There will be some long term implications: the hoof capsule is distorted and he will need some extra support as it all grows out, but I’m thrilled with the progress.

PF Wonder Salve

The product helped the wound heal and restricted the growth of proud flesh.

Of course, the bad news is also a result of the snow. While Freedom’s front hooves look good, his hinds are not-so-great. Normally, in the winter I pull his shoes and he emerges in the spring with beautiful feet. The nail holes grow out and the hoof is generally hard and healthy.

Not this year. The hard ground we had earlier left him with very little hoof wall to nail to and bruises on his soles. The deep snow and the cold have meant that he hasn’t moved around much, even though he’s been turned out. Certainly the snow has helped cushion his feet but little movement = less growth. I’ve started him on a hoof supplement and I’m hoping that now that it’s starting to warm up, he’ll start to move around more and get the blood flowing through those hooves.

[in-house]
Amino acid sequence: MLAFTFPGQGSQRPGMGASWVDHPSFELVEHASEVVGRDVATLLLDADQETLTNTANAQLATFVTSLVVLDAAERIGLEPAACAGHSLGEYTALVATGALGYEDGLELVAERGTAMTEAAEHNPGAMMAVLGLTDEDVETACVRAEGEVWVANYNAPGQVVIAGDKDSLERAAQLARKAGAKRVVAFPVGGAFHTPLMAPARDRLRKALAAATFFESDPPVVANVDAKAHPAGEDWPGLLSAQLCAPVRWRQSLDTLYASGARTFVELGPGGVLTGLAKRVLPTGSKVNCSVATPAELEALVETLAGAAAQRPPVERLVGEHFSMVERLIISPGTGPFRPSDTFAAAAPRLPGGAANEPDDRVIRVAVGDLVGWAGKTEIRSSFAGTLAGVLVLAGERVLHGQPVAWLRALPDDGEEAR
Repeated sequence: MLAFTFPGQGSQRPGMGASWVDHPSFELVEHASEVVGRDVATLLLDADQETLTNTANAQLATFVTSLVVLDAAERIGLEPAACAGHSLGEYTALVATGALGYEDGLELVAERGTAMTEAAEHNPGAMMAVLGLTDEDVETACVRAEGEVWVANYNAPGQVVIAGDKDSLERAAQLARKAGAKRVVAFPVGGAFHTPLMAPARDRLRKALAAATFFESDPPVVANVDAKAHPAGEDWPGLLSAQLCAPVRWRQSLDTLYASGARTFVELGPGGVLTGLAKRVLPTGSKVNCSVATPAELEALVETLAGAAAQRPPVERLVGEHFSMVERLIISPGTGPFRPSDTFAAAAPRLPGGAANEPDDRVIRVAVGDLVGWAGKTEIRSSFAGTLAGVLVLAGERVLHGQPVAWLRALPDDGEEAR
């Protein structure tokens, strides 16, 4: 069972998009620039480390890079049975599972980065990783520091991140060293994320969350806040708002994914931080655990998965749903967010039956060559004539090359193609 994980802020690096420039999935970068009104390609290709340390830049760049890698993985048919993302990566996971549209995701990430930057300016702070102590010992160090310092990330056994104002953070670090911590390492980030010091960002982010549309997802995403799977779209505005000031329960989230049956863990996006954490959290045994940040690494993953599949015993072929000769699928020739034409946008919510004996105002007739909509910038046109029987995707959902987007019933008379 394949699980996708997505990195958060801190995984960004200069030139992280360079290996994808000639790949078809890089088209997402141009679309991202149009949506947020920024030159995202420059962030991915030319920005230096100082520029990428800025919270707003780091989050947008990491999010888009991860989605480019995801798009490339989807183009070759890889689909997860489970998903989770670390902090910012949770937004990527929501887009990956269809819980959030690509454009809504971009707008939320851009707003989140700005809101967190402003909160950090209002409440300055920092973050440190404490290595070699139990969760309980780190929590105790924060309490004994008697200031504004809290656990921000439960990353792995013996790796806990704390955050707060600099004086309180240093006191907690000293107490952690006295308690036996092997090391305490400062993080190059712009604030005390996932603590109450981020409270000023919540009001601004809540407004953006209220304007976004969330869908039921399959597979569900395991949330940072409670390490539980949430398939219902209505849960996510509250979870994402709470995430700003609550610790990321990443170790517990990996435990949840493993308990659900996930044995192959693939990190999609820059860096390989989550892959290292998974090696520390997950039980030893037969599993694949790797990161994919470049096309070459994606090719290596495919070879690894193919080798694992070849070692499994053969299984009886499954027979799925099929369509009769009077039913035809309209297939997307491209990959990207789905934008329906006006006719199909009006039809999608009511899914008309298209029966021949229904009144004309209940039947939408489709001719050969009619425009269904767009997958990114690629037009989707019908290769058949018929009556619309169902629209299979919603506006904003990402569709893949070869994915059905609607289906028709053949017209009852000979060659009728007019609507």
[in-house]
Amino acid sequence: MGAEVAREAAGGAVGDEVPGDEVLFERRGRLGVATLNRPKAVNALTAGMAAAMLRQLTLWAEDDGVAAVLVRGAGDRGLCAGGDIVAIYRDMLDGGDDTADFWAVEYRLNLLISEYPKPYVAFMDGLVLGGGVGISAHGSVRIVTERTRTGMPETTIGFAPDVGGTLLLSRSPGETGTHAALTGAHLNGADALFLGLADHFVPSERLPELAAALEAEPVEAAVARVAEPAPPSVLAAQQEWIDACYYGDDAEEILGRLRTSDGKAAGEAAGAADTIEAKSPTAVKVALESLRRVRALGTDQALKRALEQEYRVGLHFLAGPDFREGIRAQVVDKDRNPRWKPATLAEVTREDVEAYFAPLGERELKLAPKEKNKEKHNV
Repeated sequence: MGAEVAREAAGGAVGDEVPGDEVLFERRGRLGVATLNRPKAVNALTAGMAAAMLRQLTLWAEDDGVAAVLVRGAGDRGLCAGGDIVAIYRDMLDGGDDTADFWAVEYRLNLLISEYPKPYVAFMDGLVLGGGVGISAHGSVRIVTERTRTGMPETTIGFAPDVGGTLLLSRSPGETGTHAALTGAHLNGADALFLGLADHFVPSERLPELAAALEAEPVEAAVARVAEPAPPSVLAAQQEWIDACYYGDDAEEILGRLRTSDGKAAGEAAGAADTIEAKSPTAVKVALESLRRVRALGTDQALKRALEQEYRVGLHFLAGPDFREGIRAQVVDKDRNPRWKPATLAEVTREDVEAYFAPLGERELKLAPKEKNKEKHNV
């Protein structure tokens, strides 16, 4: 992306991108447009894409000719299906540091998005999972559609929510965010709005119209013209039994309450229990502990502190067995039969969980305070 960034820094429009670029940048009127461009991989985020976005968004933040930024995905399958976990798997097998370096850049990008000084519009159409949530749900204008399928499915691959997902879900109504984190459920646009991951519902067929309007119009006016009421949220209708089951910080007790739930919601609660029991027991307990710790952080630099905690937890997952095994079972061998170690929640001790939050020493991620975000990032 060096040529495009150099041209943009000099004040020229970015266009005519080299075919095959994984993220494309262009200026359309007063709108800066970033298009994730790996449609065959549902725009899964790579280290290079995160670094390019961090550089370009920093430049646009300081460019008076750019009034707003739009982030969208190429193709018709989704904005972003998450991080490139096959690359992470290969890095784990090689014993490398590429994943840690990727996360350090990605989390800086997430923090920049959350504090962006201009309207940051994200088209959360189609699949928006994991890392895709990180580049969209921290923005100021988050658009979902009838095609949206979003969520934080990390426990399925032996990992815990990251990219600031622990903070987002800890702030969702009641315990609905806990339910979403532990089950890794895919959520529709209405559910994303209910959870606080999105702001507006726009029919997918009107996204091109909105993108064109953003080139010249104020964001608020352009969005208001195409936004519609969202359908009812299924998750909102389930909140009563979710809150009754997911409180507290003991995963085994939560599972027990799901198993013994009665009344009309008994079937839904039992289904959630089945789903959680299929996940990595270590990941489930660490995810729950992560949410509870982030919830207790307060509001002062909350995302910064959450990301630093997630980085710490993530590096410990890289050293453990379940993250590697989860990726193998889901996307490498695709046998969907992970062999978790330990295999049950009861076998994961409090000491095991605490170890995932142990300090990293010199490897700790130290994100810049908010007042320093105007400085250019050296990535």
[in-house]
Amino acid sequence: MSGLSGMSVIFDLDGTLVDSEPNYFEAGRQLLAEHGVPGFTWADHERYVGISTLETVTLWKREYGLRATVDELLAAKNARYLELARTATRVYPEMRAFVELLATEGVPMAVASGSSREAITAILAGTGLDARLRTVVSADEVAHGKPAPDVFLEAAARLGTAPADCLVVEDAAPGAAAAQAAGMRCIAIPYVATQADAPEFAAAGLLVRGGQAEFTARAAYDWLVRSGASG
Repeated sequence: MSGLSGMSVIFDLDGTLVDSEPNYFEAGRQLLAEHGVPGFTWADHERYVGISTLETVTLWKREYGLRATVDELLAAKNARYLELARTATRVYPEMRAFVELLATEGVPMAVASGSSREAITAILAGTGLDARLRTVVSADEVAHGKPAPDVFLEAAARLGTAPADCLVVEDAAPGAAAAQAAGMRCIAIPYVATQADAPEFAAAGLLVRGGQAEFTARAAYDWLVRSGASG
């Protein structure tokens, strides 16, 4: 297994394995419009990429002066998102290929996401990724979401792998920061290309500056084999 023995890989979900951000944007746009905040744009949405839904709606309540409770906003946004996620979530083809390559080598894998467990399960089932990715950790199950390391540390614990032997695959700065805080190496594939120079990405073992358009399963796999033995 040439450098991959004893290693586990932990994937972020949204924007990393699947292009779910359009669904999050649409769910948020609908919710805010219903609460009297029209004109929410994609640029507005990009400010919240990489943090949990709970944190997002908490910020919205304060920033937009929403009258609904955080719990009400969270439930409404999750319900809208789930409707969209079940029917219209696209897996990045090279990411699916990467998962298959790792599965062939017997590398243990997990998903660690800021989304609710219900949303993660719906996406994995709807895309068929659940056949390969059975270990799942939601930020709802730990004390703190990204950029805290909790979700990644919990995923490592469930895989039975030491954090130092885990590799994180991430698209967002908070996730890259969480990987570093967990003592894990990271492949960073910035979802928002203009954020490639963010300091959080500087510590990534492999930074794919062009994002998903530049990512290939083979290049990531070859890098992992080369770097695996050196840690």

I haven’t been able to ride since January, so I don’t know yet how tender his feet are under saddle. I’m thinking that he may need hoof boots in the spring to keep him comfortable — those, or glue on shoes. I’ve heard really good things about glue ons in every aspect except for price!

Have any of you tried them? It will be awhile before his hind feet can hold shoes and with his tender TB soles, he will need some protection.

Fun in the snow . . . or not

Here you can see the relative size difference between Zelda and my dog, Woolly Mammoth (aka Woolly).